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A Conversation With Fidel

Marvin R. Shanken travels to Havana for an extensive interview with Fidel Castro.
Marvin R. Shanken
From the Print Edition:
Fidel Castro, Summer 94

Marvin R. Shanken, editor and publisher of Cigar Aficionado, interviewed Cuban President Fidel Castro in Havana on February 3, 1994 at the Palace of the Revolution. The interview focused on cigars, but touched on the United States trade embargo and President Castro's future.

Shanken: How important are cigars to Cuba?

Castro: It is one of our most important export items. It is also one of our main sources of revenues. It is also an important factor for us in the domestic market. In addition to that, we have the hard currency which comes from exporting cigars. Cigars are one of the four or five most important items of export that we have. First, it's sugar, then nickel, fish, tourism. These are the main items that provide revenues. Biotechnology is gaining ground as well as the pharmaceutical industry. And now cigars are more or less in the fifth place. Historically it has been very important.

Shanken: Is there any Cuban export that carries as much prestige today?

Castro: The cigar has made our country famous. It has given prestige to our country. Cuba is known among other things for the quality of its cigars.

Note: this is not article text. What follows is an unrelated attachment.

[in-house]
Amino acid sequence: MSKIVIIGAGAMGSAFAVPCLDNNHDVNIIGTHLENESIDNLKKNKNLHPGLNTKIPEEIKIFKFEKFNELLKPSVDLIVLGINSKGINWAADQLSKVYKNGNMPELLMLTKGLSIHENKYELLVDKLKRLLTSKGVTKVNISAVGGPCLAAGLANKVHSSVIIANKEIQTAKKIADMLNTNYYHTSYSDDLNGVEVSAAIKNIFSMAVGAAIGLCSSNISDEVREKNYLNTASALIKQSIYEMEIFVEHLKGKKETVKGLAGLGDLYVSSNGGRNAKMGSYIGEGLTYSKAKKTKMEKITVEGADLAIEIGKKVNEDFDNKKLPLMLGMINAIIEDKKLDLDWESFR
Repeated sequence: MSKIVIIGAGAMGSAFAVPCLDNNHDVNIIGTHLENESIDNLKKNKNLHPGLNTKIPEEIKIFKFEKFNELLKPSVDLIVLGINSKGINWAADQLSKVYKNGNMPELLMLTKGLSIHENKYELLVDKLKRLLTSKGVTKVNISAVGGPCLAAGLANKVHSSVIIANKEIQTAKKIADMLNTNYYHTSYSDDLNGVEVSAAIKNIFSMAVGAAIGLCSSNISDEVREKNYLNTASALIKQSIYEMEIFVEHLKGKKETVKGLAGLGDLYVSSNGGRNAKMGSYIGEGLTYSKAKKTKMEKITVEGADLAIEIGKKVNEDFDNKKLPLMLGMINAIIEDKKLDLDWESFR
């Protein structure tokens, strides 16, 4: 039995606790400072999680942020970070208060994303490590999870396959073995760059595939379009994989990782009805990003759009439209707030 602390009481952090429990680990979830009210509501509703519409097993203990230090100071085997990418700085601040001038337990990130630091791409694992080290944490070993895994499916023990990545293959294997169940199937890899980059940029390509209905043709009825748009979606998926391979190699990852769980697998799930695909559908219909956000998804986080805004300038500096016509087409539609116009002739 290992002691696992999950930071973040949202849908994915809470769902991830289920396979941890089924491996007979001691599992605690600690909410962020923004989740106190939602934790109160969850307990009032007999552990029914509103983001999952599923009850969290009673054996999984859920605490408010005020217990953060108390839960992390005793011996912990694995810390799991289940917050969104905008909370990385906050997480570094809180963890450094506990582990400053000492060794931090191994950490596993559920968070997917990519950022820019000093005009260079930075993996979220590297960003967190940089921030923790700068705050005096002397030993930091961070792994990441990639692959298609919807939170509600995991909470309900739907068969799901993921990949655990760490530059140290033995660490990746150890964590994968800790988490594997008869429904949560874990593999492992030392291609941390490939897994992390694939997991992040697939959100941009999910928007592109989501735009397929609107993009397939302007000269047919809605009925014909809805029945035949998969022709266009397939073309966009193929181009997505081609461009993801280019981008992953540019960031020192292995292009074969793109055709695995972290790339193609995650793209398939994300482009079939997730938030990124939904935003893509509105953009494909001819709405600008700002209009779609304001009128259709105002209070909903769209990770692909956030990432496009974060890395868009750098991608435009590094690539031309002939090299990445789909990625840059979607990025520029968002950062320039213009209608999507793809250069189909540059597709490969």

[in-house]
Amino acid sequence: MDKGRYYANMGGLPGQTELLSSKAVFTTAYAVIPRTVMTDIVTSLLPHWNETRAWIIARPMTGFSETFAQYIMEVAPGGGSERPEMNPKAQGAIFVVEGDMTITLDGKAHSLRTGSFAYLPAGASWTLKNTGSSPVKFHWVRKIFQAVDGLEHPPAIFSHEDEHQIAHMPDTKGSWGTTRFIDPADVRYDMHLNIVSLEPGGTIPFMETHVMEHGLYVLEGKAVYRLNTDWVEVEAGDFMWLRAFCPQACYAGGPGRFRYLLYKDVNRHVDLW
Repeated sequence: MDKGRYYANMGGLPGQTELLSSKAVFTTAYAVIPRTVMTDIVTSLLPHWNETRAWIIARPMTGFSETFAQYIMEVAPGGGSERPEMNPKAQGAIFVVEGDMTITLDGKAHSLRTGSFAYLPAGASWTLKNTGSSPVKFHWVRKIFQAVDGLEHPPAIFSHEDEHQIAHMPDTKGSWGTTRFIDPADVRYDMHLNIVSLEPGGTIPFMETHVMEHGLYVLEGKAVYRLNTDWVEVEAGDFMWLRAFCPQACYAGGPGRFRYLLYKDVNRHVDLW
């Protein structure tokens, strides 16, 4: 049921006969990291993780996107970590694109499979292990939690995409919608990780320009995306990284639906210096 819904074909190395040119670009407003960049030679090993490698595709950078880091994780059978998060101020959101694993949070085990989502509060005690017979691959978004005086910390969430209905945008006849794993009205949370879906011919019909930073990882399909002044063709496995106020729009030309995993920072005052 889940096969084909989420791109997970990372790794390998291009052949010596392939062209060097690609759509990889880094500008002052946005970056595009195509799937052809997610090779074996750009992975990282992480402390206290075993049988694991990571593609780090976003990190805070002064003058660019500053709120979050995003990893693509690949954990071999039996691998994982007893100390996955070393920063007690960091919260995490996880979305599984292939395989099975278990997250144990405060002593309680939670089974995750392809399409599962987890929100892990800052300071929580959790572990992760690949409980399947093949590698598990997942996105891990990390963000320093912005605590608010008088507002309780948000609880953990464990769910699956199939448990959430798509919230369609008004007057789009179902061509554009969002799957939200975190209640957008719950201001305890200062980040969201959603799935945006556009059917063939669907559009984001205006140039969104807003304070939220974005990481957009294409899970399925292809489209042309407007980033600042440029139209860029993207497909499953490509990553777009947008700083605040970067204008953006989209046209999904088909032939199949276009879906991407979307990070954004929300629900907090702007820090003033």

Shanken: It's also a craft with great tradition. When you feel it, when you smell it, when you look at it, you realize that great dedication has gone into the creation of every cigar. People have spent their lives making the cigars--some of the rollers have been making cigars for 30, 40, 50 years. To an aficionado, cigar making is like one of Beethoven's symphonies.

Castro: You are right. Lots of things go into making Cuban cigars, both in cultivation and in the manufacturing. To tell you the truth, it is very hard work, especially growing quality tobacco. It requires a lot of operations. The cultivation and choosing the right leaves for the cigars are really an art. And then making cigars is really beautiful. It also very much relates to the history of Cuba and to the struggle of independence for Cuba. Many of the people who migrated to Cuba later worked in the cigar factories, and they were very active in the struggle for independence during colonial times.

Shanken: When you build a warehouse or a road, it's hard work, but it's much different than making a cigar. Cigar lovers appreciate the craft. Other people, nonsmokers, have no idea about the labor and passion that goes into tobacco farming and cigar making.

Castro: Yes.

Shanken: For many years, the world saw photographs of you smoking a cigar or holding a cigar in your hand, as you did just a moment you are now doing. (Castro picks up a Cohiba Esplendido with his right hand.) For the past seven or eight years, you have stopped smoking cigars. Don't you miss them?

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